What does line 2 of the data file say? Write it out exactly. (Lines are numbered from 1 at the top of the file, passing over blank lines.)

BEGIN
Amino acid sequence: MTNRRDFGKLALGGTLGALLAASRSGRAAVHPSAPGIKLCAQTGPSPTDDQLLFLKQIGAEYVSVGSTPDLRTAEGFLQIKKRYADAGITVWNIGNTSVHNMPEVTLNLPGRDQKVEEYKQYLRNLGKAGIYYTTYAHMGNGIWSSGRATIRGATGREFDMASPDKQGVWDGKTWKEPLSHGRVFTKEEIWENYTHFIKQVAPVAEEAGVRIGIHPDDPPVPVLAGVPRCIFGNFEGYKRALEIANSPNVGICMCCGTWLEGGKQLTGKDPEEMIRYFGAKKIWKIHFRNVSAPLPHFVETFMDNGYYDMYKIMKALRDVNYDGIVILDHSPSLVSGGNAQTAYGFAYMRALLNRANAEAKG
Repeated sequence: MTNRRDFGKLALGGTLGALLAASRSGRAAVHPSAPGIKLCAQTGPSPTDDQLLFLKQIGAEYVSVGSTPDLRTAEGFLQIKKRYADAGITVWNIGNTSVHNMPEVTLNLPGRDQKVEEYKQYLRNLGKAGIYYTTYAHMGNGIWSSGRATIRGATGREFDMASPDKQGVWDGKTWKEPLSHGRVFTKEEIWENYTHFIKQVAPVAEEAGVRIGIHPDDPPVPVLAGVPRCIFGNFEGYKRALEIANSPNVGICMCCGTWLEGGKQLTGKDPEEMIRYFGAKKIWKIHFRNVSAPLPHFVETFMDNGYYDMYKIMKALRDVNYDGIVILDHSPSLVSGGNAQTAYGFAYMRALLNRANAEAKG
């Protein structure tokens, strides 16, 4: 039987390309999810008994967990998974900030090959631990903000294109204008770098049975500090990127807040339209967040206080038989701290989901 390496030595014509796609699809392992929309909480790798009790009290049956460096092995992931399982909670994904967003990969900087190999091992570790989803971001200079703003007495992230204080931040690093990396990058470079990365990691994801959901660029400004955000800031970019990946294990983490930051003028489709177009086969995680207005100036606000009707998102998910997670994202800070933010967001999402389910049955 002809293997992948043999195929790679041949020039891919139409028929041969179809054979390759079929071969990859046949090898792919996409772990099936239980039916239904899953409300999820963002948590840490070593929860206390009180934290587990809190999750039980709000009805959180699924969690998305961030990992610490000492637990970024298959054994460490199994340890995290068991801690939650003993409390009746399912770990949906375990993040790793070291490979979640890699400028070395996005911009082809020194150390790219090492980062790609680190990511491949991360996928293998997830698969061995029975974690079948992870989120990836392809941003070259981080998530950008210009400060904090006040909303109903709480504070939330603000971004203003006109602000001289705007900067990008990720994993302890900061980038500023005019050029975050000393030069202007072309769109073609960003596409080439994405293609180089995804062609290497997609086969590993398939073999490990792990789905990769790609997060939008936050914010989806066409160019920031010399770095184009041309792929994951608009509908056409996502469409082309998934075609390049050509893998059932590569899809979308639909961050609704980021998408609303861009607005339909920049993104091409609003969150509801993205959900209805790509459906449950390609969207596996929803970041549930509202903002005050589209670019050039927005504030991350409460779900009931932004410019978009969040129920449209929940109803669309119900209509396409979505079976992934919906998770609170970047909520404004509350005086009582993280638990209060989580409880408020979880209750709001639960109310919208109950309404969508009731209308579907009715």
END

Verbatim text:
Repeated sequence: MTNRRDFGKLALGGTLGALLAASRSGRAAVHPSAPGIKLCAQTGPSPTDDQLLFLKQIGAEYVSVGSTPDLRTAEGFLQIKKRYADAGITVWNIGNTSVHNMPEVTLNLPGRDQKVEEYKQYLRNLGKAGIYYTTYAHMGNGIWSSGRATIRGATGREFDMASPDKQGVWDGKTWKEPLSHGRVFTKEEIWENYTHFIKQVAPVAEEAGVRIGIHPDDPPVPVLAGVPRCIFGNFEGYKRALEIANSPNVGICMCCGTWLEGGKQLTGKDPEEMIRYFGAKKIWKIHFRNVSAPLPHFVETFMDNGYYDMYKIMKALRDVNYDGIVILDHSPSLVSGGNAQTAYGFAYMRALLNRANAEAKG